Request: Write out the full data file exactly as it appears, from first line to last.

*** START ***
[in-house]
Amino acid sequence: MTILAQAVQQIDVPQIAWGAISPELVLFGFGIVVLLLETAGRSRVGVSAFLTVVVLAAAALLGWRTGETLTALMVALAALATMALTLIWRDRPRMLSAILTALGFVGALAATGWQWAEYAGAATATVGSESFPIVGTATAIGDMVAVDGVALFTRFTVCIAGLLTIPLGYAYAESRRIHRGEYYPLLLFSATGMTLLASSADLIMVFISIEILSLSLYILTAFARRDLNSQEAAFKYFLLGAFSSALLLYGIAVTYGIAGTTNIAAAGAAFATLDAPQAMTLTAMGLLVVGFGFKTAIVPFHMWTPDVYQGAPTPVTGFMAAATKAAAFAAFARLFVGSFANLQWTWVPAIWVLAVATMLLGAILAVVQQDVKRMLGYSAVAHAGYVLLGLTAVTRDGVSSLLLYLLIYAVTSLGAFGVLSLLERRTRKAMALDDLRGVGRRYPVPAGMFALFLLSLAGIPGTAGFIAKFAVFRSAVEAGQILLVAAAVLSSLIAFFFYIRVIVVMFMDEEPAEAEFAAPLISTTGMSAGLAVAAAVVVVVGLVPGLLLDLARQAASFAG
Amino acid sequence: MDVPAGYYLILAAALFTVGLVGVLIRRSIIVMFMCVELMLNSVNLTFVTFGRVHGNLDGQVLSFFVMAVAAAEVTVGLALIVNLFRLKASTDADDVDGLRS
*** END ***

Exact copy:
[in-house]
Amino acid sequence: MTILAQAVQQIDVPQIAWGAISPELVLFGFGIVVLLLETAGRSRVGVSAFLTVVVLAAAALLGWRTGETLTALMVALAALATMALTLIWRDRPRMLSAILTALGFVGALAATGWQWAEYAGAATATVGSESFPIVGTATAIGDMVAVDGVALFTRFTVCIAGLLTIPLGYAYAESRRIHRGEYYPLLLFSATGMTLLASSADLIMVFISIEILSLSLYILTAFARRDLNSQEAAFKYFLLGAFSSALLLYGIAVTYGIAGTTNIAAAGAAFATLDAPQAMTLTAMGLLVVGFGFKTAIVPFHMWTPDVYQGAPTPVTGFMAAATKAAAFAAFARLFVGSFANLQWTWVPAIWVLAVATMLLGAILAVVQQDVKRMLGYSAVAHAGYVLLGLTAVTRDGVSSLLLYLLIYAVTSLGAFGVLSLLERRTRKAMALDDLRGVGRRYPVPAGMFALFLLSLAGIPGTAGFIAKFAVFRSAVEAGQILLVAAAVLSSLIAFFFYIRVIVVMFMDEEPAEAEFAAPLISTTGMSAGLAVAAAVVVVVGLVPGLLLDLARQAASFAG
Amino acid sequence: MDVPAGYYLILAAALFTVGLVGVLIRRSIIVMFMCVELMLNSVNLTFVTFGRVHGNLDGQVLSFFVMAVAAAEVTVGLALIVNLFRLKASTDADDVDGLRS